Should I Seismic Retrofit foundation?

3 Replies

Hi everyone! My girlfriend and I just bought our first house hack in Los Angeles. The house was built in 1914. During inspection, we were told that we need to Seismic Retrofit the foundation; bolt down, upgrade posts and piers, and support cripple walls. We got estimates for $15k and $8k to have the work done and were credited some money by the sellers for repairs before closing. But yesterday, a General contractor told us that we might just want to leave the foundation as is because retrofitting won’t guarantee that the house would still be standing after an earthquake. So now we’re thinking of just leaving the foundation alone and getting earthquake insurance instead to cover us. What do you guys think? The GC suggested we change out any galvanized piping left instead. Would love to hear different opinions and advice. Thanks!

Earthquake insurance is very expensive it would probably not be cheaper than leaving the foundation.  Not sure what type of foundation you have or if this is a soft story retrofit but I'd listen to the experts not the GC who wants you to spend your money with him.

@Aaron K. Thanks for your input. I was actually surprised EQ insurance wasn't more. I got quoted for about $60/mo for a 15% deductible. Well the GC is actually an investor himself who's company could do the seismic retrofit so I was really surprised he suggested not doing it. It's the structural engineers that I'm worried are just telling me it has to be done so that I spend the money to retrofit it.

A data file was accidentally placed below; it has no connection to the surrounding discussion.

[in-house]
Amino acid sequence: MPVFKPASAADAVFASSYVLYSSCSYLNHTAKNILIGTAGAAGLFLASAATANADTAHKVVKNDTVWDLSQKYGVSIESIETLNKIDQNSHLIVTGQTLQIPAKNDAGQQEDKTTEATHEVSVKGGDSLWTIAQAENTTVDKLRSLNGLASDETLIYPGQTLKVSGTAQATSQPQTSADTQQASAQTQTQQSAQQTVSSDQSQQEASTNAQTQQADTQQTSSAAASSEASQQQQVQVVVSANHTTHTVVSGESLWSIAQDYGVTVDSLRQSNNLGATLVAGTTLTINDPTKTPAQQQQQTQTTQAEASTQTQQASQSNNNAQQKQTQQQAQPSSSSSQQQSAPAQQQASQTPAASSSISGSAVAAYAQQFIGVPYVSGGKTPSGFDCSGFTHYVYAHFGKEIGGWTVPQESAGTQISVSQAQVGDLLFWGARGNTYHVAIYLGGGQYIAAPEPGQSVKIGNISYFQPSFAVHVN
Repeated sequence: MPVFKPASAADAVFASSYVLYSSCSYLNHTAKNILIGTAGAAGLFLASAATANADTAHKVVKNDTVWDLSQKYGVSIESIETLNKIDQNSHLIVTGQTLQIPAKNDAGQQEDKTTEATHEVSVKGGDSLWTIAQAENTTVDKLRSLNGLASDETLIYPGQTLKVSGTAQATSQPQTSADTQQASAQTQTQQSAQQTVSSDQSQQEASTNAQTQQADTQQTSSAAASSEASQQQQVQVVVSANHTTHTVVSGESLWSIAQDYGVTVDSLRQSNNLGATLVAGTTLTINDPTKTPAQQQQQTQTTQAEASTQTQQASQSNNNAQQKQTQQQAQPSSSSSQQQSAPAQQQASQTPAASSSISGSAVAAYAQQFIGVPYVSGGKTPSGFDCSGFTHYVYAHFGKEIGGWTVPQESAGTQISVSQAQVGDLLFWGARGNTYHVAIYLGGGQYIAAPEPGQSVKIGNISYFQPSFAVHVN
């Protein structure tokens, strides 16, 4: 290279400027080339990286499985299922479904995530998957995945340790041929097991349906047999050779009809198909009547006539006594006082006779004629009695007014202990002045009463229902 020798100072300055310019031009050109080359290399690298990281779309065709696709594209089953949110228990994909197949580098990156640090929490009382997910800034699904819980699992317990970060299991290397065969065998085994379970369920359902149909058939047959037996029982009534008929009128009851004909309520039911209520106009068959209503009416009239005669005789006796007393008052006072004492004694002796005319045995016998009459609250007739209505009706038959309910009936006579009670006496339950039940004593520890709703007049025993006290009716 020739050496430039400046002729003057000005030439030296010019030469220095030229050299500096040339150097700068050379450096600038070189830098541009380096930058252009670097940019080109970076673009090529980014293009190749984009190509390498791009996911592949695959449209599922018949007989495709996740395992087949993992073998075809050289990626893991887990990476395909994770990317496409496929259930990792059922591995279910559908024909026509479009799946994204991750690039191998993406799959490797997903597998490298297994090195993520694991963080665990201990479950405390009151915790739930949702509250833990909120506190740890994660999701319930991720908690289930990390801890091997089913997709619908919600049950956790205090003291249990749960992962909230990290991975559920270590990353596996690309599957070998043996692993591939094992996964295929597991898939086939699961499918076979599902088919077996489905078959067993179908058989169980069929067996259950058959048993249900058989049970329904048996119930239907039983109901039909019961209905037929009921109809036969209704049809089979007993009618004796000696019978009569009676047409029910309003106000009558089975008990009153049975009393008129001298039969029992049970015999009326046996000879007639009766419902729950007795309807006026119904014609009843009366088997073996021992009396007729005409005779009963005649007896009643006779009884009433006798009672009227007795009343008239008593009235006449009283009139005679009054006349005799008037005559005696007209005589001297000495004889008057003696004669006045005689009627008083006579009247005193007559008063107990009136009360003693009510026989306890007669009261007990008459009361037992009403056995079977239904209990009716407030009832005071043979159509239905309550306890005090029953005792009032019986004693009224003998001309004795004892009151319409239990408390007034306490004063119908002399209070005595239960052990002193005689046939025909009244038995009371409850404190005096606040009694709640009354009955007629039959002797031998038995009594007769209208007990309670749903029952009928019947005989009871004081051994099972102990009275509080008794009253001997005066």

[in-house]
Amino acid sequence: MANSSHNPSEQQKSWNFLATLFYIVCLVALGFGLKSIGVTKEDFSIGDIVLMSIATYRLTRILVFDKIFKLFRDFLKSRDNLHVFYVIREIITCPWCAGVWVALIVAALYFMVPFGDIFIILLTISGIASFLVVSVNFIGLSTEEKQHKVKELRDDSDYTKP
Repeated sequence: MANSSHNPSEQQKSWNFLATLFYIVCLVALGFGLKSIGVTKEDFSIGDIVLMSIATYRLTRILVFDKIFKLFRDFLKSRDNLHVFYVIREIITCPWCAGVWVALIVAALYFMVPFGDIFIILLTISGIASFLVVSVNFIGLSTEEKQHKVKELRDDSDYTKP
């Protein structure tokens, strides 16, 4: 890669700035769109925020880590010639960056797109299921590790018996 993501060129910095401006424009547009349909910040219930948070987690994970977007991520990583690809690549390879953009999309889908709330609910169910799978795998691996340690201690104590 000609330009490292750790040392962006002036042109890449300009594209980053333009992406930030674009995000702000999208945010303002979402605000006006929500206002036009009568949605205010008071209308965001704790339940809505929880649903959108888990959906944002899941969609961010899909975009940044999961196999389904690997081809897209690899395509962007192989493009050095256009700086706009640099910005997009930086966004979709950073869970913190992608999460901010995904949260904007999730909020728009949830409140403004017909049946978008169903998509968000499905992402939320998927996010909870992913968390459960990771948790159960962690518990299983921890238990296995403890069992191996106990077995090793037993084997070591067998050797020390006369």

I guess the choice I'm struggling with is if I should pay the $10k to retrofit the foundation, leave the foundation and get EQ insurance, or retrofit the foundation and get EQ insurance? 

Scenarios:

a.) I pay to retrofit, if an earthquake comes, the retrofit could help or it could still be a total lose depending on the magnitude of the earthquake. 

b.) I don't retrofit but get EQ insurance and if an earthquake comes, at least I'll be in a better position to rebound financially if it's a total lose.

Any owners out there with older properties that have decided not to seismic retrofit their rentals?

@Mark De sagun even at $60 per month which is less than I was expecting you'll be essentially doubling your insurance premium forever and even if a quake comes with a 15% deductible you're still out of pocket $50k or more.  The rate is probably so low because the deductible is so high.  Standard insurance usually has a deductible of 1%-5% in most cases.

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